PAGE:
It's the bane of just about every profession: You spend years and years in school, and then spend the rest of your professional life playing keep-up as the profession changes.

That means hitting the books for the latest read on a law or standard that affects the way that a transaction should be approached. Back in the day, "books" meant just that: loose-leaf services with binders that had to be updated on a regular basis to reflect new laws and tax cases, new analyses, and corrected errors in pages already filed. Even today, paper manuals are still common, especially analyses of recently passed legislation or court findings.



But much tax research is now performed electronically. That puts the burden of updating the information, and of ensuring that crucial updates and changes are reflected, on the vendor providing the service, not on the clerk or librarian responsible for accurately filing paper pages.

That's not to say that paper is passé. Numerous publications on all areas of taxation and accounting regulations, techniques and other areas of interest are available in book format. But where electronic versions of these and other resources are available, they offer definite benefits.

Electronic research services have been available since the 1990s, first on CD-ROM, then directly online, and finally over the Internet. The availability of code, laws and analysis in searchable electronic format has been of great benefit, even to the smaller practice. Because it's possible to search across a wide variety of different sources, it's likely, with the proper use of search terms and access to multiple reference databases, that your search may find information in places where you might not have thought to look. And typing in a search term, or set of terms separated by Boolean operators, is much faster, and often more accurate, than thumbing through indices and tables of contents.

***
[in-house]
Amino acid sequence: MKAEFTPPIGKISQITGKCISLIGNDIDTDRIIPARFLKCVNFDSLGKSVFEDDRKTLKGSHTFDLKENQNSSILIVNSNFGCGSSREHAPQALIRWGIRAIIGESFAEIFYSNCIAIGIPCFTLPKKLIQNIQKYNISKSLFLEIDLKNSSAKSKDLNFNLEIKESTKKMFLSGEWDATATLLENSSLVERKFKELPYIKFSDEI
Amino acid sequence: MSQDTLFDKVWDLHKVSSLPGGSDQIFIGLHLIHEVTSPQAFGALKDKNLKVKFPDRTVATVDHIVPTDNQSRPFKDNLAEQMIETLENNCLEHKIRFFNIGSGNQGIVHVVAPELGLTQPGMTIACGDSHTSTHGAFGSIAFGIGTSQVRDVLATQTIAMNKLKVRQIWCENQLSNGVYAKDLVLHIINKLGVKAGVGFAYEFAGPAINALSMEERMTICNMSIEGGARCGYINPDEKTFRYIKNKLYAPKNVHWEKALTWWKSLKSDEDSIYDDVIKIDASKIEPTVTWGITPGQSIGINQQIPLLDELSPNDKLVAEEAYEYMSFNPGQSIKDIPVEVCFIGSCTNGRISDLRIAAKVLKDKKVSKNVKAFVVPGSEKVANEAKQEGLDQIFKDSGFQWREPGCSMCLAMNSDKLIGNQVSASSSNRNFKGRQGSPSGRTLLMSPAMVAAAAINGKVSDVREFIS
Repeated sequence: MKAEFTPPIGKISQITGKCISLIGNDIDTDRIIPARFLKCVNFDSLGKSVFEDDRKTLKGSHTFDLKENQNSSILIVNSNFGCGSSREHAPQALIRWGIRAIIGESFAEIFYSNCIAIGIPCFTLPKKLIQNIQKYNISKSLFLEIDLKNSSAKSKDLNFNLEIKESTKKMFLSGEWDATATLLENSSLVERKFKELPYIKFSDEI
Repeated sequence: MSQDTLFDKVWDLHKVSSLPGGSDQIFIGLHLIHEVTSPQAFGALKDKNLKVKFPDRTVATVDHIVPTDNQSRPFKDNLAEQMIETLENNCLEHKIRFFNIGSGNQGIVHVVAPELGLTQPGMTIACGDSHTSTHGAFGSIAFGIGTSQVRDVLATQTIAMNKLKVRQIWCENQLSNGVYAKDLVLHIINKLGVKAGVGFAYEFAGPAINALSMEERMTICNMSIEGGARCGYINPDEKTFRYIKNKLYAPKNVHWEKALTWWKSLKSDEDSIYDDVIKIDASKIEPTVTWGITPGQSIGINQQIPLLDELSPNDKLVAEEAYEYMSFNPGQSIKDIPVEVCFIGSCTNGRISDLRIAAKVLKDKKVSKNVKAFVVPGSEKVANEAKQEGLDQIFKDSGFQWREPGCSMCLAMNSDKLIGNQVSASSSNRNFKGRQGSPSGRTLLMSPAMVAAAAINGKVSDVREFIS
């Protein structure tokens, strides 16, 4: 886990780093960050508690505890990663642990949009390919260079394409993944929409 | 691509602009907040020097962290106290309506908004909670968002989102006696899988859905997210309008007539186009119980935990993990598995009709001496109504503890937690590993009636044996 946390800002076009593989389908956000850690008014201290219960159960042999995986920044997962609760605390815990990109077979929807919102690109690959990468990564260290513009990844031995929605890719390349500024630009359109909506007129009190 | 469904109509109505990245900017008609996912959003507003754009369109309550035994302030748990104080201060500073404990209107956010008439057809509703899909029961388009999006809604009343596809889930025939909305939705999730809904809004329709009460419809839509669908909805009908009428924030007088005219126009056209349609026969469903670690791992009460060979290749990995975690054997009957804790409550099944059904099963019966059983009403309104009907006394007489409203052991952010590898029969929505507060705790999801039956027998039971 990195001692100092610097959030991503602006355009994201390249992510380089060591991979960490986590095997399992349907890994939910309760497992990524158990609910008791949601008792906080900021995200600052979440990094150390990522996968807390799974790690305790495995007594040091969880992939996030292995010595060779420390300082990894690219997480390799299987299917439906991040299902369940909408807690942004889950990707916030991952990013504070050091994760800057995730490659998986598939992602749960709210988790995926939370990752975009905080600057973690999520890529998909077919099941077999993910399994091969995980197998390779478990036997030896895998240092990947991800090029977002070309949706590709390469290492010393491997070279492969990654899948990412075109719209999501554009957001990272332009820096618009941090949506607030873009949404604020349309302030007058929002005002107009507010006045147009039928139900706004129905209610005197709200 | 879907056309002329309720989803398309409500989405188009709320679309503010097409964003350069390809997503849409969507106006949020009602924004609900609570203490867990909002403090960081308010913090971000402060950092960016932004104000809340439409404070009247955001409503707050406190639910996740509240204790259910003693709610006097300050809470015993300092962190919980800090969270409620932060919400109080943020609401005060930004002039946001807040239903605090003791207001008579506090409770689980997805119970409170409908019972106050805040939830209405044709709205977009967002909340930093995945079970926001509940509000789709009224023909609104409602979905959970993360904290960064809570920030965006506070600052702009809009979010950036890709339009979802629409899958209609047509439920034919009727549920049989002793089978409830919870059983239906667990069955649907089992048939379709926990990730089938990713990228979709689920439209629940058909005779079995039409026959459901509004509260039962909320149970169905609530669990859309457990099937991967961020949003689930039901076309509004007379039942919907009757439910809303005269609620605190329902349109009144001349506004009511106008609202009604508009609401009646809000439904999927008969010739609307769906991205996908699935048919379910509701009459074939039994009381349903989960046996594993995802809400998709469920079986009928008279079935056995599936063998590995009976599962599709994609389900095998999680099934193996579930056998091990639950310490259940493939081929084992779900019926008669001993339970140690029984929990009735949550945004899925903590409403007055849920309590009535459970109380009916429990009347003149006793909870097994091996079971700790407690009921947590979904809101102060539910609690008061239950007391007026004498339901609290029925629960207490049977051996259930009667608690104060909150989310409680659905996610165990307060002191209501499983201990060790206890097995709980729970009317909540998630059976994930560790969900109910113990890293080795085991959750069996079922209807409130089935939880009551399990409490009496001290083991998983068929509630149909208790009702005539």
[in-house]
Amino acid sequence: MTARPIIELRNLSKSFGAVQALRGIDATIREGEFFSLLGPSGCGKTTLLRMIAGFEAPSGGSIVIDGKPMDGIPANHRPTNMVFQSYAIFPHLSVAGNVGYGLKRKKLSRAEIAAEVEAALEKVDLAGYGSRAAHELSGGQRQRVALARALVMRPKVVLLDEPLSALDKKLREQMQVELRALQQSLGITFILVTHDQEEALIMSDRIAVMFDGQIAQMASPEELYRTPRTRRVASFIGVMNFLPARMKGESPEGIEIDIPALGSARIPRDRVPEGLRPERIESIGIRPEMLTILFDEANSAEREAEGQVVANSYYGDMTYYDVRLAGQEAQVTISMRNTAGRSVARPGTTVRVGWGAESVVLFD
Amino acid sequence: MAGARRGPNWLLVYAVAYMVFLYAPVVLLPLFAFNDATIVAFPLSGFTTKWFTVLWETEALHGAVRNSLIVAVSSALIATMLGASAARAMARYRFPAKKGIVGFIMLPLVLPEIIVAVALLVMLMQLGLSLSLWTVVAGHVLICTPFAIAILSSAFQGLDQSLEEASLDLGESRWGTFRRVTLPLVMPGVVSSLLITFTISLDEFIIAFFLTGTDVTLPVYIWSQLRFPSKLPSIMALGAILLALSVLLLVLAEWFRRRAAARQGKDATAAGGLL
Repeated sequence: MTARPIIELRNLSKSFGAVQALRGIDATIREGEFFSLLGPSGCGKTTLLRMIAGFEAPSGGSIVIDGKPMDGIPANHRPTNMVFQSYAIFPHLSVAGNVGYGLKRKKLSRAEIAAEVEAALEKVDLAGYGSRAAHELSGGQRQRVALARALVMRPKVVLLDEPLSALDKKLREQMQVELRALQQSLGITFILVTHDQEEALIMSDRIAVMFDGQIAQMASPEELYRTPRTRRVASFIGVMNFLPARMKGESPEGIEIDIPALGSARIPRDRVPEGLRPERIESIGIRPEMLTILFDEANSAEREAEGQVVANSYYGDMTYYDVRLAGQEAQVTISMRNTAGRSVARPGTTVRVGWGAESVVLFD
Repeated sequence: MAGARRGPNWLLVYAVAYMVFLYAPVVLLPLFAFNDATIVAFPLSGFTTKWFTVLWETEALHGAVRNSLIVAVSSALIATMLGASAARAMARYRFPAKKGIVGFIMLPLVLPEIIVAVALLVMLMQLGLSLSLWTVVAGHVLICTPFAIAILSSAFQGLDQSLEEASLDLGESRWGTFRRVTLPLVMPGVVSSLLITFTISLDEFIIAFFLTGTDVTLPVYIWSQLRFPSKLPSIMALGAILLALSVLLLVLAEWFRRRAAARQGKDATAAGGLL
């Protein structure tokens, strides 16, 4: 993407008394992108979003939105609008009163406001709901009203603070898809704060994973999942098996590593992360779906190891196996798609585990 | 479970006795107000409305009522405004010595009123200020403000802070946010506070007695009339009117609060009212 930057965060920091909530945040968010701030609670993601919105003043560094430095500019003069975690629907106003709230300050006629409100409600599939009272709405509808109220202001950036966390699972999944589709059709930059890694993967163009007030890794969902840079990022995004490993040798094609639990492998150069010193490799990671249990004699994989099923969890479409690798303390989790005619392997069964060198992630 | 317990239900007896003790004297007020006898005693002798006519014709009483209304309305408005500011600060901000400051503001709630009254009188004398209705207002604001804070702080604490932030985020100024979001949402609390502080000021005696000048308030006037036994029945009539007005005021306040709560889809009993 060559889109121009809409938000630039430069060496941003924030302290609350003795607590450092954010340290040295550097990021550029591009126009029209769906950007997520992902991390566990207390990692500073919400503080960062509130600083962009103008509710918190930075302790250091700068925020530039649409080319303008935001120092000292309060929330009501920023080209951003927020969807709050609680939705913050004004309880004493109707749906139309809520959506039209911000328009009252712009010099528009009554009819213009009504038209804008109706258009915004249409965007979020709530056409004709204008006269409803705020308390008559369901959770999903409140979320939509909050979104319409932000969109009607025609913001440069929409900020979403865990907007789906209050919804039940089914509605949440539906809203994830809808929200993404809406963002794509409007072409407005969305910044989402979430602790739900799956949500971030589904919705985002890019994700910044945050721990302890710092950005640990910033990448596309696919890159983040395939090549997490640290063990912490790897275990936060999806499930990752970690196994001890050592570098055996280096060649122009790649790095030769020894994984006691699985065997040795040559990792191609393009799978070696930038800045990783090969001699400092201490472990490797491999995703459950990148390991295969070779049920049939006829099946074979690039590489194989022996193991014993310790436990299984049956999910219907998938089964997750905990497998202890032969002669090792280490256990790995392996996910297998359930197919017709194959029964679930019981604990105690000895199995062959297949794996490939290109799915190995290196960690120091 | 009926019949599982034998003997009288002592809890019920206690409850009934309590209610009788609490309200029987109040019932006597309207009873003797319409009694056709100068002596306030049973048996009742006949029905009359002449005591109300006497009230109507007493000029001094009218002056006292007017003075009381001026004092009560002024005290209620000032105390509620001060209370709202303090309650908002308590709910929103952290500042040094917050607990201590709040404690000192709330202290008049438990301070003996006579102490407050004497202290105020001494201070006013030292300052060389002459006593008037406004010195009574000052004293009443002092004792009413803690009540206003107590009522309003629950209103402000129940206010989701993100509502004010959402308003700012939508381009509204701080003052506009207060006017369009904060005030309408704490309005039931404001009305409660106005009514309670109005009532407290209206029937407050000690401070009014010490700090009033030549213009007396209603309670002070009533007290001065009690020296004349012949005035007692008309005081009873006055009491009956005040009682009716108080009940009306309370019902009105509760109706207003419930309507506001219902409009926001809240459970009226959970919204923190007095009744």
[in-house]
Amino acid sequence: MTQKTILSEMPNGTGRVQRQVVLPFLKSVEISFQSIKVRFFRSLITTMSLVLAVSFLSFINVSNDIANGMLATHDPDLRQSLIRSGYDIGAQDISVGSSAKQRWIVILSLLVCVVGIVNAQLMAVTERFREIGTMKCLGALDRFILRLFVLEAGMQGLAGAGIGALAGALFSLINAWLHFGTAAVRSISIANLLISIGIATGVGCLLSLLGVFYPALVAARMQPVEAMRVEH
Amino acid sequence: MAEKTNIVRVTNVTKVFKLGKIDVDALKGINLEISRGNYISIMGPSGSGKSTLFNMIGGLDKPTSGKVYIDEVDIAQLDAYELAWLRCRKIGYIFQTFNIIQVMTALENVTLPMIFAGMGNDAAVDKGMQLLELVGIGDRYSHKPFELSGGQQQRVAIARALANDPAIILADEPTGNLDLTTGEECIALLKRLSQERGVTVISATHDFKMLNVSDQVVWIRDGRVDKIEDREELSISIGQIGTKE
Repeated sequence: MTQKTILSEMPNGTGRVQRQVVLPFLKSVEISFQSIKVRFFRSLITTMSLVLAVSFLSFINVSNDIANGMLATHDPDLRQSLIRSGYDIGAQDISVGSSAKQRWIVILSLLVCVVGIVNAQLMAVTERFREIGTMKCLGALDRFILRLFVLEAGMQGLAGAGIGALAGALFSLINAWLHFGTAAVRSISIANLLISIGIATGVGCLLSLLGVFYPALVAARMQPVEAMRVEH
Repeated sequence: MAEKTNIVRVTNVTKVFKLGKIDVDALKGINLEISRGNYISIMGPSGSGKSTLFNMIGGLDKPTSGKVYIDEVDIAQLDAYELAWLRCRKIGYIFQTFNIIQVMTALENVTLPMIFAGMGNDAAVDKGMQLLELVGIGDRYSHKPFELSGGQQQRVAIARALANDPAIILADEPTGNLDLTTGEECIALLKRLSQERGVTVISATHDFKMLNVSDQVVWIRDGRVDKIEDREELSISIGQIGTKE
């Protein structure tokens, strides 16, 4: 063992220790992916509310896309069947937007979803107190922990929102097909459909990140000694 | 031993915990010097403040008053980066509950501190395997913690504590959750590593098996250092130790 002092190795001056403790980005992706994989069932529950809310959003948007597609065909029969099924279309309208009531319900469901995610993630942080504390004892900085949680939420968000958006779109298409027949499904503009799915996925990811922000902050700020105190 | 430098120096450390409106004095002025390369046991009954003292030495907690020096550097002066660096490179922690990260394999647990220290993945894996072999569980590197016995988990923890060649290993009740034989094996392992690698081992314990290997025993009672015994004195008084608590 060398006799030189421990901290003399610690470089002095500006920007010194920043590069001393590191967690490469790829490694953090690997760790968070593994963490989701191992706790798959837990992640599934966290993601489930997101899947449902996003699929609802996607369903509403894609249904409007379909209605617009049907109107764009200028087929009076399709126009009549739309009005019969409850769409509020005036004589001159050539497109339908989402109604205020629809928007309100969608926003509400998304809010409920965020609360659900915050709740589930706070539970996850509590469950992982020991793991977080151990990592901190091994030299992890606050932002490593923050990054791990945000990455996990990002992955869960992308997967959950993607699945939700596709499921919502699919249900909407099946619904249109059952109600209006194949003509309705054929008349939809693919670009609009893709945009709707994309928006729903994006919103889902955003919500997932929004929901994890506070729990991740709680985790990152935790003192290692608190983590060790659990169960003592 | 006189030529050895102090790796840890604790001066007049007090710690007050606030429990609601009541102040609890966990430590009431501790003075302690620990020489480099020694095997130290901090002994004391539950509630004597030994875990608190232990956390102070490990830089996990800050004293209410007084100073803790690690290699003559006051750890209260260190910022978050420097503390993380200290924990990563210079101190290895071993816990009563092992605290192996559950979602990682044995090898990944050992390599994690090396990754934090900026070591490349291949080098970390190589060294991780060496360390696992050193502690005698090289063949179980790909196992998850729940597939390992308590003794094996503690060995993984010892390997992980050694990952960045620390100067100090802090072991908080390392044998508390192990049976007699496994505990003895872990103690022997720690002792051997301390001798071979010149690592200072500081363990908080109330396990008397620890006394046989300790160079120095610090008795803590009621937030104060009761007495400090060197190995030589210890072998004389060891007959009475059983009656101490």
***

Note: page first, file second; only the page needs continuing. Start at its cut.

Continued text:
But as much as it makes finding relevant data easier, keep in mind that electronic tax research is not a panacea. As with the old loose-leaf services, you frequently need to have subscriptions to more than a single reference service. Another stumbling block is defining your search. Searching using Boolean operators has become common since Yahoo, Google and other search engines have entered our day-to-day life. But searching electronic sources is still a specialized skill. Most of the vendors who offer electronic research subscriptions also provide training, often online, in how to get the most out of their services.



There aren't very many companies that offer tax and accounting research services. The costs of keeping services up to date and publishing them (even electronically), as well as analyzing new codes, court cases, findings and other occurrences, policies, procedures and best practices, requires a huge ongoing investment, and keeps the market limited.

But keep in mind that tax and accounting research providers aren't the only place to get answers. Strange as it may seem, one good place to start your research might be the taxing authority itself. The IRS and many state and local tax divisions provide numerous booklets on how to handle situations that involve areas such as estate and death taxes, retirement distributions, and many more. There are even taxpayer and practitioner help lines for many of these agencies.